Your music on one hand is very dark with its dramatic, vulnerable lyrics, but then it’s backed by pop music. Do you intend to converge these two things in any way or bring a certain darkness to pop?

Yeah. I love pop music, but if it’s pop and it can move me and make me feel something, then that is exactly what I want to listen to. Like, I love the chorus that you could sing at any minute, but it’s not meaningless. It has to have a realness about it and that’s what we want to portray through our songs. We write pop music, but it’s all real and honest and it’s true. It resonates with people.

Your sound also reminds me very much of ‘80s music and new wave like The Cure. Do you feel a connection to this era at all and is this a sound you’re going for?

Yeah. We in particular love the ‘80s. I love The Cranberries, Madonna, Prince, The Cure, Cocteau Twins - all the legendary artists. Music was just so great then, and I don’t actually listen to a lot of modern stuff. I like to listen to a lot of old music because I feel like it was better back then.

How did you get connected to Matty Healy and George Daniel of The 1975 and how does their work ethic or musical style make for a good collaborative effort with Pale Waves?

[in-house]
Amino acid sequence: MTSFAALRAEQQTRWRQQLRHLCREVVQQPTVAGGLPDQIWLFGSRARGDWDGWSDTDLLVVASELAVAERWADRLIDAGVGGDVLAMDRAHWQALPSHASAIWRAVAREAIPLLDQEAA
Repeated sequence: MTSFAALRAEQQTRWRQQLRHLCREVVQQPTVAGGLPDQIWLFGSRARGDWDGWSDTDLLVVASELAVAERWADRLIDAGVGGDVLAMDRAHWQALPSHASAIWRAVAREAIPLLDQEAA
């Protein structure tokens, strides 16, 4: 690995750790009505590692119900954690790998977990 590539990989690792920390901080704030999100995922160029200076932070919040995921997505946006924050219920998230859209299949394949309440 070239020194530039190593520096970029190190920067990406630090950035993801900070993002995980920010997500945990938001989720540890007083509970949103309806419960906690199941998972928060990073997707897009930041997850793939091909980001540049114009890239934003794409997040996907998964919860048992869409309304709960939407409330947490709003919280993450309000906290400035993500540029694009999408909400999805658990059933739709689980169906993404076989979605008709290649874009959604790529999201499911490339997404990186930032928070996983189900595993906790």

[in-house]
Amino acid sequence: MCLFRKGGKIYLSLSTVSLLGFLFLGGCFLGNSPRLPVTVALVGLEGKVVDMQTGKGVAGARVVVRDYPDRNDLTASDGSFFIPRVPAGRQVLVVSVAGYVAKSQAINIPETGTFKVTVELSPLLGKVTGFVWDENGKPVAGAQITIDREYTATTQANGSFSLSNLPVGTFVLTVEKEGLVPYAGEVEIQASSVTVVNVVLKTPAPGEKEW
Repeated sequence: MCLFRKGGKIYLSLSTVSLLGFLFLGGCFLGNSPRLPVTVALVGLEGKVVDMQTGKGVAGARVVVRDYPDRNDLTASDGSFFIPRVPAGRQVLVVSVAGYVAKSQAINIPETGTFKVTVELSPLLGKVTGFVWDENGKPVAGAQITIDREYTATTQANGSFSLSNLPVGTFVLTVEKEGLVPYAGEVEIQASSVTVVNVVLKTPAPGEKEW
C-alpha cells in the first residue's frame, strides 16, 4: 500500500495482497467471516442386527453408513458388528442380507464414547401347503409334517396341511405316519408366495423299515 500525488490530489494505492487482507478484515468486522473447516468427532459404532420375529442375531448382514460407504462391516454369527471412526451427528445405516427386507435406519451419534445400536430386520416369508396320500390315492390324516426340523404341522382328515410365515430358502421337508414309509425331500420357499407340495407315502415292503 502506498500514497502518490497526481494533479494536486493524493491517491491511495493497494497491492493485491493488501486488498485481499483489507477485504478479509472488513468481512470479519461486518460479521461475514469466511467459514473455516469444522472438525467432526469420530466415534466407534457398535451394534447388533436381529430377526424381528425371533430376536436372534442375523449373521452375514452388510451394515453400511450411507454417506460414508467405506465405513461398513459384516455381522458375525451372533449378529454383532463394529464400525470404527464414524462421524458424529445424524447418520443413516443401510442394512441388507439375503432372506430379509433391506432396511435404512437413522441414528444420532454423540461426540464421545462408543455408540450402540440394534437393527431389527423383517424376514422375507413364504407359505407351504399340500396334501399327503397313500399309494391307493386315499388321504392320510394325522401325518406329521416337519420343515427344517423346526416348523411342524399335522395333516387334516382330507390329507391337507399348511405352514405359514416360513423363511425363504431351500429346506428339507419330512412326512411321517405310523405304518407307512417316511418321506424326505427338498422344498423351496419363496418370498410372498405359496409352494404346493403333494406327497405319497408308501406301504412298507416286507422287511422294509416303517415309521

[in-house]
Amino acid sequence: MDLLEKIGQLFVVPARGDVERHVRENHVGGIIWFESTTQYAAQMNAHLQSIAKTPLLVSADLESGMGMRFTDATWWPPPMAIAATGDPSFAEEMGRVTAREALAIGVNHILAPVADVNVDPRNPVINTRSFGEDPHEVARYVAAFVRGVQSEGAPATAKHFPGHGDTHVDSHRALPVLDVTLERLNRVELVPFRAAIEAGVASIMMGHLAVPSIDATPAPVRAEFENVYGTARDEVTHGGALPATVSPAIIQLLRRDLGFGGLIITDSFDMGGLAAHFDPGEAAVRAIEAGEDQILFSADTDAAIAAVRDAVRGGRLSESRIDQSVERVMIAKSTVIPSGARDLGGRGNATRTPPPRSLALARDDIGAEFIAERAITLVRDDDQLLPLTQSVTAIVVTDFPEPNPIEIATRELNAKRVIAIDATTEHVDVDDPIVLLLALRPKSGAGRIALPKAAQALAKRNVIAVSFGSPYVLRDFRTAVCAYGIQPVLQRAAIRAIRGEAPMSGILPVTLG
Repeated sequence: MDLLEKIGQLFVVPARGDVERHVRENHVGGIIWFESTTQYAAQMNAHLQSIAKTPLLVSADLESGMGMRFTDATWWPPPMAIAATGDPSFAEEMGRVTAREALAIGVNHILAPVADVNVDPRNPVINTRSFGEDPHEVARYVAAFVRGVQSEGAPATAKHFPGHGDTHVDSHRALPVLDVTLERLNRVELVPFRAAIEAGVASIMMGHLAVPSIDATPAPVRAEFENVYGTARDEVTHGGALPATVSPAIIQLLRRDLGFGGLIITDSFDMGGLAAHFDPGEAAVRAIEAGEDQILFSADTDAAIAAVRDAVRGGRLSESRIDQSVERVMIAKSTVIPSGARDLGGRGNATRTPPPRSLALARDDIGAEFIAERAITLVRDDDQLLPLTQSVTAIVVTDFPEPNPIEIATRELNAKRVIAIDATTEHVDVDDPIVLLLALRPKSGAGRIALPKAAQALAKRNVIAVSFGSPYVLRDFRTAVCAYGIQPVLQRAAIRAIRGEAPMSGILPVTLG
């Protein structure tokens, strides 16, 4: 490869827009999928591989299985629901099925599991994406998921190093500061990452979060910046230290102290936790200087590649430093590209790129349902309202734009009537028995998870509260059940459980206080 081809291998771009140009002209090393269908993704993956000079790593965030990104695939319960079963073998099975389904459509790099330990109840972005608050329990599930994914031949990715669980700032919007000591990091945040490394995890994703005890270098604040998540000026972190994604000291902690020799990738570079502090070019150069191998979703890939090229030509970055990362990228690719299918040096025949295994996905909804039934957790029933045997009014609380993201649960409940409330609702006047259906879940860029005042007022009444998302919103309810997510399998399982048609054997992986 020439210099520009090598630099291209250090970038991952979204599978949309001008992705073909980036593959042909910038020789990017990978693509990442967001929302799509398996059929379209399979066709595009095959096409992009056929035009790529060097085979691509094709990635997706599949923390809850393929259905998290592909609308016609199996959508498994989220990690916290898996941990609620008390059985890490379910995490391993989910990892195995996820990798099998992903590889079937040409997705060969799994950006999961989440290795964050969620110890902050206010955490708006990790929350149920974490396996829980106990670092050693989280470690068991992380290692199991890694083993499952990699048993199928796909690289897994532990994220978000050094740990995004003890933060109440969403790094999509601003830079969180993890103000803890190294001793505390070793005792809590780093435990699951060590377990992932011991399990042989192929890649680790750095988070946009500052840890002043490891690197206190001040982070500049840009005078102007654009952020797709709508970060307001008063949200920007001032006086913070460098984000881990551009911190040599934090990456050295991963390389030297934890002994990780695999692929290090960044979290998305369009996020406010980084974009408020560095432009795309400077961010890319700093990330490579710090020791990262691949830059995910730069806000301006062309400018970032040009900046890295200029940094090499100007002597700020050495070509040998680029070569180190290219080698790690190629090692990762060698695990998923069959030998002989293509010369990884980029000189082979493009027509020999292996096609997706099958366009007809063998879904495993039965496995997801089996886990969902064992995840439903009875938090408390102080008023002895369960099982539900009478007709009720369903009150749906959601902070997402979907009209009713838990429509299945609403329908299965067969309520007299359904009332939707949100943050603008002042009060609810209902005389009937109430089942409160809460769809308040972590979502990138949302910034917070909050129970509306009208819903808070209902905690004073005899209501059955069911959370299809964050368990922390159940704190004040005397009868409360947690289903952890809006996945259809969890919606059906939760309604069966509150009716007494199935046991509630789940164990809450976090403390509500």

We first got introduced to each other because we are on the same label [Dirty Hit] and Jamie [Oborne] manages us both. We recorded “There’s a Honey” and “Television Romance” and Jamie was just showing Matty and George them and then they really just spoke to us, and then when we spoke to them, I think they saw something in us that they saw in themselves at that stage of their band. We both have quite a lot in common. Like, we musically understand each other and they wanted to work with us, so obviously we were up for that, and then they produced “There’s a Honey” and “Television Romance,” and we love what they did to it. They’re great producers.

Is it surreal being this little small band from Manchester going on so early in your career to play the big arena shows in the U.S. like Madison Square Garden when you opened for The 1975’s recent tour?

Yeah, it’s pretty insane. We feel extremely lucky to be given an opportunity like that at such an early stage in our career. I think we only had one song out and we played at Madison Square, so for The 1975 to do that for us will always mean a lot. It really helped us. We grew as a band on that U.S. and Europe tour.

What can we expect from your debut release?

It’s very energetic. We have a lot of songs on there that will instantly hit you and then we have a ballad on there that is one of my favorites, so just more Pale Waves - just an introduction to us.

Credits: Ed Blow